IIHS Study Finds Lane Departure and Blind Spot Warning Could Save Thousands of Lives

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【Summary】A new study by the Insurance Institute for Highway Safety estimates that thousands of lives could be saved if Lane Departure and Blind Spot Warning were more widely implemented.

Mia Bevacqua    Oct 11, 2017 12:00 PM PT
IIHS Study Finds Lane Departure and Blind Spot Warning Could Save Thousands of Lives

Before anti-lock brakes (ABS), you practically had to drag your feet, Fred Flintstone style, to stop a vehicle without locking the wheels. The introduction of ABS had a huge effect on vehicle safety. A couple of modern technologies – lane departure warning and blind-spot detection – are poised to revolutionize automotive safety in a similar manner. Technologists predict these two collision warning systems could save thousands of lives. 

By the Numbers

The Insurance Institute for Highway Safety (IIHA) estimates one in four fatal crashes is the result of lane drifting. This shouldn't come as much of a surprise, if you think of the number of people tweeting and snap chatting while they drive. Lane departure warning and blind-spot detection could drastically reduce lane drifting accidents. 

According to an article by USA Today, lane departure warning could cut injury crashes by 21% and drop total collisions by 11%. This means that 85,000 crashes and 55,000 injuries could have been avoided, had lane departure warning been required on all vehicles since 2015. 

The same goes for blind-spot detection. The IIHS estimates this feature cuts lane-change crash injuries by 23% and lane-change crashes by 14%.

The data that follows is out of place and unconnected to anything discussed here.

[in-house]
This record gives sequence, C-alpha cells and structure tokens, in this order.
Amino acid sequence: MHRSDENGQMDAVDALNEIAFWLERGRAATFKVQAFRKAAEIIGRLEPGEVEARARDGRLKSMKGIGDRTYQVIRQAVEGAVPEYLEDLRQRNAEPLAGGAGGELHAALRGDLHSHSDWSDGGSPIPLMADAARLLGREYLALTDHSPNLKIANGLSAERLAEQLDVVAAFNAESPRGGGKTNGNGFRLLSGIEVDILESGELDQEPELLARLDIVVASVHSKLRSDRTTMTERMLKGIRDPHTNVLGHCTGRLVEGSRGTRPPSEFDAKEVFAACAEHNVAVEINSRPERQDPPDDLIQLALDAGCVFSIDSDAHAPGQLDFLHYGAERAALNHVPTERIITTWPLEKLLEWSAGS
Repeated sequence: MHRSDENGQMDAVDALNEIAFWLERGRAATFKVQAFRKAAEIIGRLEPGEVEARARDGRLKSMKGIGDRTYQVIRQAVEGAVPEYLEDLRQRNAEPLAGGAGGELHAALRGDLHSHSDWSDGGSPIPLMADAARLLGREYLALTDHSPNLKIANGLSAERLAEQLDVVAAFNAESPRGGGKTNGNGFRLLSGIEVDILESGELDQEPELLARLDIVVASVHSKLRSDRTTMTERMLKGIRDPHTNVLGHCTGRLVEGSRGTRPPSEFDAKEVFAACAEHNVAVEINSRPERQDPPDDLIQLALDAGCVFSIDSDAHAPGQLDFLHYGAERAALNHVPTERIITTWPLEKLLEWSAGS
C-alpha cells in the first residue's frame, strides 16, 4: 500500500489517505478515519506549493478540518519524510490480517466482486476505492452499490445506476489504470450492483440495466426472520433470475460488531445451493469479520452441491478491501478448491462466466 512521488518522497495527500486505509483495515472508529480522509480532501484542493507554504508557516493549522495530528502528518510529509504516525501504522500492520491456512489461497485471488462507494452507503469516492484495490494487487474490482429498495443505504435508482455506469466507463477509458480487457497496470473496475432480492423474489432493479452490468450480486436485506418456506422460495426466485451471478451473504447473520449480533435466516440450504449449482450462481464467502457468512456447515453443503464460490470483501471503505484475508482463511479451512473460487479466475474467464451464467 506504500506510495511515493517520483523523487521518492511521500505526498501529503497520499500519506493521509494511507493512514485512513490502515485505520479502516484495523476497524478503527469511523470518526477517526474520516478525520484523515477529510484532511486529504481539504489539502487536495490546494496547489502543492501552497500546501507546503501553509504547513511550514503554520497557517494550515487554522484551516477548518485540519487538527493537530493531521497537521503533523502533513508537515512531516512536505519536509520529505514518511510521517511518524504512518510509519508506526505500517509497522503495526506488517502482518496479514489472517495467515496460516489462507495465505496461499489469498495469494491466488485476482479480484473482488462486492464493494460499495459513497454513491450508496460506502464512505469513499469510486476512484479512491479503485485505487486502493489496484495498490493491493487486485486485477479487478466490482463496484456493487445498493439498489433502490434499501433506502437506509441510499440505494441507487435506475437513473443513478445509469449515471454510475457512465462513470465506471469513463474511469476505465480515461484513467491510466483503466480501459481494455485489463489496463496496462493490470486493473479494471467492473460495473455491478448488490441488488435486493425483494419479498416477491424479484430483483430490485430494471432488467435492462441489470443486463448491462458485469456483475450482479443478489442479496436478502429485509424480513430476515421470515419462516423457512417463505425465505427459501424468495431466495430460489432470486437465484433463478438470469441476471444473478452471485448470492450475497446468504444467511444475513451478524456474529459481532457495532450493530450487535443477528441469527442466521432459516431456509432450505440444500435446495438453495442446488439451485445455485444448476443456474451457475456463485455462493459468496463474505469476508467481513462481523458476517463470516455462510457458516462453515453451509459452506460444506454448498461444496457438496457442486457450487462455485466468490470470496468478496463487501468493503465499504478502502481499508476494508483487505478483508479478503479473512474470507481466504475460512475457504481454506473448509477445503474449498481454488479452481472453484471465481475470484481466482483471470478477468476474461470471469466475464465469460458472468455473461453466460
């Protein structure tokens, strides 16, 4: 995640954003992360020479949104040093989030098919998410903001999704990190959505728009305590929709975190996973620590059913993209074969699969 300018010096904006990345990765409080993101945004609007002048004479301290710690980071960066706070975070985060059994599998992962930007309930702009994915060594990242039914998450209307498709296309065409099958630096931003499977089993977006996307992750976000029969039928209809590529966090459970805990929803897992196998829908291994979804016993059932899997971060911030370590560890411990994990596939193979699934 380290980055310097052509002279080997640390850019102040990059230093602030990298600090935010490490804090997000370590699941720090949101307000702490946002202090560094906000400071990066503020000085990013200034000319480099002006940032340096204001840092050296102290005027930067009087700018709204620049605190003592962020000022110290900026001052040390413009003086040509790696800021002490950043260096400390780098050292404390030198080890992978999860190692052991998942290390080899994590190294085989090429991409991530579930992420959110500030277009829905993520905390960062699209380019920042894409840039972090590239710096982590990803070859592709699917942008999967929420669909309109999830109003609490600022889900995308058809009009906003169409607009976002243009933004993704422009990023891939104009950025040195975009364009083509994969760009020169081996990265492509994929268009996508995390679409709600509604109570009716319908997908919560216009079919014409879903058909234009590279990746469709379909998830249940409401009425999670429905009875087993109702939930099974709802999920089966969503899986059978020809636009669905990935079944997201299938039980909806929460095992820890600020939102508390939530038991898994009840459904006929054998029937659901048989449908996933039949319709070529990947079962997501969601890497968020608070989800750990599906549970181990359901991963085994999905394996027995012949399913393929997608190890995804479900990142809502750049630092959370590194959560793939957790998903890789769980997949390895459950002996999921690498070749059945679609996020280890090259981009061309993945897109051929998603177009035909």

Implementing advanced safety features

Jessica Cicchino, IIHS vice president for research, notes one of the biggest problems with lane drift warning systems is that drivers often deactivate them. They get annoyed by the audible alerts or seat vibrations. Apparently, not everyone enjoys an impromptu glute massage. analyst Michelle Krebs says blind spot detection is one of the most popular safety features among consumers. Even so, only 9% of 2017 model year vehicles were equipped with this feature. Only 6% of 2017 model-year vehicles were equipped with standard lane-departure warning.

Both technologies could be had as optional equipment on 57% of new vehicles in 2017. So, to be safe, you just need to pony up a few extra bucks. 

A few years ago, these technologies could only be had on high-end luxury vehicles. Now, it can even be had on some subcompact cars – but not all of them.  

It's a basic case of supply in demand. If consumers start asking for lane departure warning and blind spot detection, automakers will offer it more often. According to AAA, approximately 41% of consumers said they would look for a lane departure warning system in their next vehicle. Perhaps this desire will prompt automakers to produce advanced safety systems in greater volume. 

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